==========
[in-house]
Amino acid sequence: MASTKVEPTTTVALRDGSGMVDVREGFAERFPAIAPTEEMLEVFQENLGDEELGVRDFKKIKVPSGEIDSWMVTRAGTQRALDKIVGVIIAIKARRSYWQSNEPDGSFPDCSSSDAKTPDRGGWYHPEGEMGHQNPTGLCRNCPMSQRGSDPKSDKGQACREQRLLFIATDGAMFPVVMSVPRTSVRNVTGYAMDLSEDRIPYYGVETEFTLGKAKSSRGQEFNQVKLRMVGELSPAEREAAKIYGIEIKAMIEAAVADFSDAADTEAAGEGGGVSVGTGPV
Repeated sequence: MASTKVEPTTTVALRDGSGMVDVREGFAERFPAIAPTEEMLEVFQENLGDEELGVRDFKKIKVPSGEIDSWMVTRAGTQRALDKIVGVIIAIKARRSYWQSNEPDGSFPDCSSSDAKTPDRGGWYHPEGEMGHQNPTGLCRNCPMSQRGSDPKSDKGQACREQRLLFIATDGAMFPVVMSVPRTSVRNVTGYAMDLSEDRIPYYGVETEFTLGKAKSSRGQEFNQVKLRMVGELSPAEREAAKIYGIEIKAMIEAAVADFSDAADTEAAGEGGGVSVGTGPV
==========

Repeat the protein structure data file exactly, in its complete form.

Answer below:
[in-house]
Amino acid sequence: MASTKVEPTTTVALRDGSGMVDVREGFAERFPAIAPTEEMLEVFQENLGDEELGVRDFKKIKVPSGEIDSWMVTRAGTQRALDKIVGVIIAIKARRSYWQSNEPDGSFPDCSSSDAKTPDRGGWYHPEGEMGHQNPTGLCRNCPMSQRGSDPKSDKGQACREQRLLFIATDGAMFPVVMSVPRTSVRNVTGYAMDLSEDRIPYYGVETEFTLGKAKSSRGQEFNQVKLRMVGELSPAEREAAKIYGIEIKAMIEAAVADFSDAADTEAAGEGGGVSVGTGPV
Repeated sequence: MASTKVEPTTTVALRDGSGMVDVREGFAERFPAIAPTEEMLEVFQENLGDEELGVRDFKKIKVPSGEIDSWMVTRAGTQRALDKIVGVIIAIKARRSYWQSNEPDGSFPDCSSSDAKTPDRGGWYHPEGEMGHQNPTGLCRNCPMSQRGSDPKSDKGQACREQRLLFIATDGAMFPVVMSVPRTSVRNVTGYAMDLSEDRIPYYGVETEFTLGKAKSSRGQEFNQVKLRMVGELSPAEREAAKIYGIEIKAMIEAAVADFSDAADTEAAGEGGGVSVGTGPV